See Entry requirements for more information before you plan to travel.

Check our advice on foreign travel during the coronavirus (COVID-19) pandemic and sign up for email alerts for this travel advice.

If you’re planning travel to Seychelles, find out what you need to know about coronavirus there in the Coronavirus section

During the COVID-19 pandemic, it is more important than ever to get travel insurance and check it provides sufficient cover. See the FCDO’s guidance on foreign travel insurance.

There has been an increase of COVID-19 cases in Seychelles and community transmission has now been detected. The Government of Seychelles has issued new measures as a result. The measures took effect on 3 January and will remain in place until 28 January, when they will be reviewed.

If you are living in Seychelles or intend to travel to Seychelles, you are strongly advised to familiarise yourself with these measures and to follow public health guidelines. The Ministry of Health in Seychelles has issued a list of new and additional measures on the Ministry of Health website. You should avoid travelling unnecessarily within the country, including between islands. You should wear a mask and observe social distancing at all times when in public. See Coronavirus

Seychelles International Airport reopened on 1 June. There are restrictions in place for travellers from the UK. Inter-island public transport has resumed with revised timetables and guidelines for passengers. If you intend to travel between islands, you should consult the relevant ferry and airline service schedules. See Coronavirus page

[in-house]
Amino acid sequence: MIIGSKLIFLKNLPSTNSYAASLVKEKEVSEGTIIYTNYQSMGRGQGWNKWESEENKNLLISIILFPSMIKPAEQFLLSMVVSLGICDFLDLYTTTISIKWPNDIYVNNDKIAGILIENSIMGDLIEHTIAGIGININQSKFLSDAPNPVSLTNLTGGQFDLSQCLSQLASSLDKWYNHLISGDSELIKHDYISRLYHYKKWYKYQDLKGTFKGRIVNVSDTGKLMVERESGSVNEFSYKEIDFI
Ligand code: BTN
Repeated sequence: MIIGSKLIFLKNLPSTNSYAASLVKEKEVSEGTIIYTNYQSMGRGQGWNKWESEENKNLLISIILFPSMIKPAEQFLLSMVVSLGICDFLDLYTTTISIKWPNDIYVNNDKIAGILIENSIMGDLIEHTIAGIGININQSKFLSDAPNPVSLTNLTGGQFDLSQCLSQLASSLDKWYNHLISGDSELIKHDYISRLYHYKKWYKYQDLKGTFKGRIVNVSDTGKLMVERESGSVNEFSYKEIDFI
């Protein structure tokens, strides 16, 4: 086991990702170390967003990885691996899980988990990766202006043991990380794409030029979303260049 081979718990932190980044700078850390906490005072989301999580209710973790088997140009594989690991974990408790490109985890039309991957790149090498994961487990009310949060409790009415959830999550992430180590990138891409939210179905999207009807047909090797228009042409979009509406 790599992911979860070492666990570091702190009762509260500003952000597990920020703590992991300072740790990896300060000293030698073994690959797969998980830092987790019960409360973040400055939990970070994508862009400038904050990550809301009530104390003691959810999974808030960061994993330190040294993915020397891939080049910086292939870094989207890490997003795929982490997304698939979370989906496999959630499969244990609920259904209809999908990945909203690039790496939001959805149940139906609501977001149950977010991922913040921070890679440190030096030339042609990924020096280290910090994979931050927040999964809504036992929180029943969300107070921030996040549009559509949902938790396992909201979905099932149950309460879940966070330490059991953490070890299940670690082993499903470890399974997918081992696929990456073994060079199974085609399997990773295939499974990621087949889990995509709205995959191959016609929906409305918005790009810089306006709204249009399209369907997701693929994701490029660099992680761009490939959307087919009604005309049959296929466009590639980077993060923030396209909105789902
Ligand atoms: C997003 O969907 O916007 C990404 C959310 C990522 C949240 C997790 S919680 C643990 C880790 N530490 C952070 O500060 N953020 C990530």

Most visits to Seychelles are trouble-free.

You should exercise caution when swimming, especially with children. Currents can be strong and drownings occur. Beaches which are safer at certain times of the year can be dangerous for swimming at other times. See Swimming

There is a problem with drugs in Seychelles, in particular heroin. Crime levels have risen as a result; there has been an increase in break-ins, robberies, burglaries and opportunist thefts against residents, expatriates and tourists. There were robberies and attacks at, and around, Cote D’Or beach on the island of Praslin in late 2017. Police responded with increased foot patrols and lighting. They advise visitors to take care when walking in this area, particularly at night. You should take sensible precautions to safeguard yourself and your possessions. See Crime

Piracy remains a significant threat in the Gulf of Aden and Indian Ocean. See Sea travel

Some UK networks don’t allow roaming in Seychelles. You can buy local SIM cards in Victoria. You should check with your UK service provider to make sure that you can use a different SIM card in your phone before you travel.

Terrorist attacks in Seychelles can’t be ruled out. See Terrorism

If you’re abroad and you need emergency help from the UK government, contact the nearest British embassy, consulate or high commission.

Take out comprehensive travel and medical insurance before you travel.